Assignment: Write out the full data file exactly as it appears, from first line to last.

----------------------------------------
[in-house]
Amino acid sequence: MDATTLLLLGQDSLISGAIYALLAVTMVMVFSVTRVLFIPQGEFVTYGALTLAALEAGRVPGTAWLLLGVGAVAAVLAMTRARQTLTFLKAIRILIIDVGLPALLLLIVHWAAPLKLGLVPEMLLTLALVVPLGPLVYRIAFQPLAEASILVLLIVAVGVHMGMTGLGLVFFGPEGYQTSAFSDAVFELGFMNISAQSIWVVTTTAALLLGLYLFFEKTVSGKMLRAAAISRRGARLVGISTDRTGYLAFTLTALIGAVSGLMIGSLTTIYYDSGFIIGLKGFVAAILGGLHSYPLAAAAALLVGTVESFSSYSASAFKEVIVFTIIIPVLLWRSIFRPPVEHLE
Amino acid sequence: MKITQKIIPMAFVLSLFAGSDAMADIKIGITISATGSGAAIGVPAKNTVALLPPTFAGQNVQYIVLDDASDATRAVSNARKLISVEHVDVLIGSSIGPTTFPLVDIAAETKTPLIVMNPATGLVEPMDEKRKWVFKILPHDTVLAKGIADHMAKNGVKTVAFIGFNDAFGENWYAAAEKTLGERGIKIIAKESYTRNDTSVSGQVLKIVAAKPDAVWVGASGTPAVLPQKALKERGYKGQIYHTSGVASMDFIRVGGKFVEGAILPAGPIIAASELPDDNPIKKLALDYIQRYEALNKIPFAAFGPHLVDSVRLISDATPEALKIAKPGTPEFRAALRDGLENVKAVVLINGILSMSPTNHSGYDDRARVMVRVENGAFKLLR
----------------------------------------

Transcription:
[in-house]
Amino acid sequence: MDATTLLLLGQDSLISGAIYALLAVTMVMVFSVTRVLFIPQGEFVTYGALTLAALEAGRVPGTAWLLLGVGAVAAVLAMTRARQTLTFLKAIRILIIDVGLPALLLLIVHWAAPLKLGLVPEMLLTLALVVPLGPLVYRIAFQPLAEASILVLLIVAVGVHMGMTGLGLVFFGPEGYQTSAFSDAVFELGFMNISAQSIWVVTTTAALLLGLYLFFEKTVSGKMLRAAAISRRGARLVGISTDRTGYLAFTLTALIGAVSGLMIGSLTTIYYDSGFIIGLKGFVAAILGGLHSYPLAAAAALLVGTVESFSSYSASAFKEVIVFTIIIPVLLWRSIFRPPVEHLE
Amino acid sequence: MKITQKIIPMAFVLSLFAGSDAMADIKIGITISATGSGAAIGVPAKNTVALLPPTFAGQNVQYIVLDDASDATRAVSNARKLISVEHVDVLIGSSIGPTTFPLVDIAAETKTPLIVMNPATGLVEPMDEKRKWVFKILPHDTVLAKGIADHMAKNGVKTVAFIGFNDAFGENWYAAAEKTLGERGIKIIAKESYTRNDTSVSGQVLKIVAAKPDAVWVGASGTPAVLPQKALKERGYKGQIYHTSGVASMDFIRVGGKFVEGAILPAGPIIAASELPDDNPIKKLALDYIQRYEALNKIPFAAFGPHLVDSVRLISDATPEALKIAKPGTPEFRAALRDGLENVKAVVLINGILSMSPTNHSGYDDRARVMVRVENGAFKLLR